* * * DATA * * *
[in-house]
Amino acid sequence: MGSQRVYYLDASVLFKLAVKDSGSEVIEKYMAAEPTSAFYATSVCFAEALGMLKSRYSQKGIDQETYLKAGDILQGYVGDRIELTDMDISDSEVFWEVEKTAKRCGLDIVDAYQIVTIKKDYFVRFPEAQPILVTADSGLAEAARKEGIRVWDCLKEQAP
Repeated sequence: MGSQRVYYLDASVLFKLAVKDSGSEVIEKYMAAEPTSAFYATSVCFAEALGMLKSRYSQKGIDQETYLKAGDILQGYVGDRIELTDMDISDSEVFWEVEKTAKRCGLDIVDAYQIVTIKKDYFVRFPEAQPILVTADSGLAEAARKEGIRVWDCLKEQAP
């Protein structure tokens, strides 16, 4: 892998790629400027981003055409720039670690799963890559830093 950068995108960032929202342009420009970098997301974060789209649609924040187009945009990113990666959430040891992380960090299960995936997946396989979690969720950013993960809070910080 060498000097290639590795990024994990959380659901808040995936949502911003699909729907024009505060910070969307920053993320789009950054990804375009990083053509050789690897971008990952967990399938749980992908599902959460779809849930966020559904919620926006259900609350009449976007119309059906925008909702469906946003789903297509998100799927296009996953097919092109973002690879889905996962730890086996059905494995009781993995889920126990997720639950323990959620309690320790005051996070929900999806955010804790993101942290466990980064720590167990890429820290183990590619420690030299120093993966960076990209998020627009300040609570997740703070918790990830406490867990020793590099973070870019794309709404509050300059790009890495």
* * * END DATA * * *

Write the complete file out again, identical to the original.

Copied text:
[in-house]
Amino acid sequence: MGSQRVYYLDASVLFKLAVKDSGSEVIEKYMAAEPTSAFYATSVCFAEALGMLKSRYSQKGIDQETYLKAGDILQGYVGDRIELTDMDISDSEVFWEVEKTAKRCGLDIVDAYQIVTIKKDYFVRFPEAQPILVTADSGLAEAARKEGIRVWDCLKEQAP
Repeated sequence: MGSQRVYYLDASVLFKLAVKDSGSEVIEKYMAAEPTSAFYATSVCFAEALGMLKSRYSQKGIDQETYLKAGDILQGYVGDRIELTDMDISDSEVFWEVEKTAKRCGLDIVDAYQIVTIKKDYFVRFPEAQPILVTADSGLAEAARKEGIRVWDCLKEQAP
């Protein structure tokens, strides 16, 4: 892998790629400027981003055409720039670690799963890559830093 950068995108960032929202342009420009970098997301974060789209649609924040187009945009990113990666959430040891992380960090299960995936997946396989979690969720950013993960809070910080 060498000097290639590795990024994990959380659901808040995936949502911003699909729907024009505060910070969307920053993320789009950054990804375009990083053509050789690897971008990952967990399938749980992908599902959460779809849930966020559904919620926006259900609350009449976007119309059906925008909702469906946003789903297509998100799927296009996953097919092109973002690879889905996962730890086996059905494995009781993995889920126990997720639950323990959620309690320790005051996070929900999806955010804790993101942290466990980064720590167990890429820290183990590619420690030299120093993966960076990209998020627009300040609570997740703070918790990830406490867990020793590099973070870019794309709404509050300059790009890495």